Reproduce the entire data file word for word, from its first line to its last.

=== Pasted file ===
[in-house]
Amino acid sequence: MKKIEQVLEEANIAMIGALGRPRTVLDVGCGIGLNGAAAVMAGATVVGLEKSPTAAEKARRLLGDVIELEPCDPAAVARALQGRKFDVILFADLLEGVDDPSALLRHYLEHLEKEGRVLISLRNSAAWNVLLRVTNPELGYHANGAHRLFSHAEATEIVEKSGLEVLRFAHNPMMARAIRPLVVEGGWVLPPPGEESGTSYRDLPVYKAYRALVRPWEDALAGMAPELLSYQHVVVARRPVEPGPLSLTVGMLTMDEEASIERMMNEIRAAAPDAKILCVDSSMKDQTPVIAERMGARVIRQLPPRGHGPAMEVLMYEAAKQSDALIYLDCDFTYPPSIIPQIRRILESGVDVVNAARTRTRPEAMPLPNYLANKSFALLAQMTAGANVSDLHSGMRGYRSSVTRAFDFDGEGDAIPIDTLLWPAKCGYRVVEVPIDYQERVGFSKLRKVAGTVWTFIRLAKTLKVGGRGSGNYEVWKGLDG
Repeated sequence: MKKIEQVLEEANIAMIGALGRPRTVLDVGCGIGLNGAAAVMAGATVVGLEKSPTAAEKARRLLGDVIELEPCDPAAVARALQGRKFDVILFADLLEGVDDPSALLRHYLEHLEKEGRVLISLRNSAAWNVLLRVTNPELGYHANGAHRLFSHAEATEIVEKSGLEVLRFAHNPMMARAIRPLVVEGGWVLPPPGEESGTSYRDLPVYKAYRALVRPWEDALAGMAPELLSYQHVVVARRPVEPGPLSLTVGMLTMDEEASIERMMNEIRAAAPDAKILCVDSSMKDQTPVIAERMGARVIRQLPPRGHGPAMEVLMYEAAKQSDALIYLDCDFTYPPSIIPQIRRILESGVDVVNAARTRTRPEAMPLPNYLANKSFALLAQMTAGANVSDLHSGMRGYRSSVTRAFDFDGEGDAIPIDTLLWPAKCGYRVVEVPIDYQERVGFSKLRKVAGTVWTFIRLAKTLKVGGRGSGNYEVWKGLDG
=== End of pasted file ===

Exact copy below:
[in-house]
Amino acid sequence: MKKIEQVLEEANIAMIGALGRPRTVLDVGCGIGLNGAAAVMAGATVVGLEKSPTAAEKARRLLGDVIELEPCDPAAVARALQGRKFDVILFADLLEGVDDPSALLRHYLEHLEKEGRVLISLRNSAAWNVLLRVTNPELGYHANGAHRLFSHAEATEIVEKSGLEVLRFAHNPMMARAIRPLVVEGGWVLPPPGEESGTSYRDLPVYKAYRALVRPWEDALAGMAPELLSYQHVVVARRPVEPGPLSLTVGMLTMDEEASIERMMNEIRAAAPDAKILCVDSSMKDQTPVIAERMGARVIRQLPPRGHGPAMEVLMYEAAKQSDALIYLDCDFTYPPSIIPQIRRILESGVDVVNAARTRTRPEAMPLPNYLANKSFALLAQMTAGANVSDLHSGMRGYRSSVTRAFDFDGEGDAIPIDTLLWPAKCGYRVVEVPIDYQERVGFSKLRKVAGTVWTFIRLAKTLKVGGRGSGNYEVWKGLDG
Repeated sequence: MKKIEQVLEEANIAMIGALGRPRTVLDVGCGIGLNGAAAVMAGATVVGLEKSPTAAEKARRLLGDVIELEPCDPAAVARALQGRKFDVILFADLLEGVDDPSALLRHYLEHLEKEGRVLISLRNSAAWNVLLRVTNPELGYHANGAHRLFSHAEATEIVEKSGLEVLRFAHNPMMARAIRPLVVEGGWVLPPPGEESGTSYRDLPVYKAYRALVRPWEDALAGMAPELLSYQHVVVARRPVEPGPLSLTVGMLTMDEEASIERMMNEIRAAAPDAKILCVDSSMKDQTPVIAERMGARVIRQLPPRGHGPAMEVLMYEAAKQSDALIYLDCDFTYPPSIIPQIRRILESGVDVVNAARTRTRPEAMPLPNYLANKSFALLAQMTAGANVSDLHSGMRGYRSSVTRAFDFDGEGDAIPIDTLLWPAKCGYRVVEVPIDYQERVGFSKLRKVAGTVWTFIRLAKTLKVGGRGSGNYEVWKGLDG